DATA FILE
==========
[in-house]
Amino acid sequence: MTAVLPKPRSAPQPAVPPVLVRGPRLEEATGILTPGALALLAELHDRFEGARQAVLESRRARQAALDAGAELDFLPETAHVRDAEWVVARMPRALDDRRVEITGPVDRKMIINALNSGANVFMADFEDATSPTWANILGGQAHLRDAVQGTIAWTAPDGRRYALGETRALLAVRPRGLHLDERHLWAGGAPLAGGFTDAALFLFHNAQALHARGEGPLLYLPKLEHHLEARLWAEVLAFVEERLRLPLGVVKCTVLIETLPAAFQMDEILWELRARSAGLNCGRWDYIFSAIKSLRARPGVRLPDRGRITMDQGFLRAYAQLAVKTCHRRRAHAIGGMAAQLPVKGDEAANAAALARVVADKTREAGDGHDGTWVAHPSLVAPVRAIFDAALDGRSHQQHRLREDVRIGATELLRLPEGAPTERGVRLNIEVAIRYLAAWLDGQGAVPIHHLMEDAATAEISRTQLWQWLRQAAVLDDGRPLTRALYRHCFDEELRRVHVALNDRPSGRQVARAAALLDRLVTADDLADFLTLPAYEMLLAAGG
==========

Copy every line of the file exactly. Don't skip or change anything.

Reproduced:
[in-house]
Amino acid sequence: MTAVLPKPRSAPQPAVPPVLVRGPRLEEATGILTPGALALLAELHDRFEGARQAVLESRRARQAALDAGAELDFLPETAHVRDAEWVVARMPRALDDRRVEITGPVDRKMIINALNSGANVFMADFEDATSPTWANILGGQAHLRDAVQGTIAWTAPDGRRYALGETRALLAVRPRGLHLDERHLWAGGAPLAGGFTDAALFLFHNAQALHARGEGPLLYLPKLEHHLEARLWAEVLAFVEERLRLPLGVVKCTVLIETLPAAFQMDEILWELRARSAGLNCGRWDYIFSAIKSLRARPGVRLPDRGRITMDQGFLRAYAQLAVKTCHRRRAHAIGGMAAQLPVKGDEAANAAALARVVADKTREAGDGHDGTWVAHPSLVAPVRAIFDAALDGRSHQQHRLREDVRIGATELLRLPEGAPTERGVRLNIEVAIRYLAAWLDGQGAVPIHHLMEDAATAEISRTQLWQWLRQAAVLDDGRPLTRALYRHCFDEELRRVHVALNDRPSGRQVARAAALLDRLVTADDLADFLTLPAYEMLLAAGG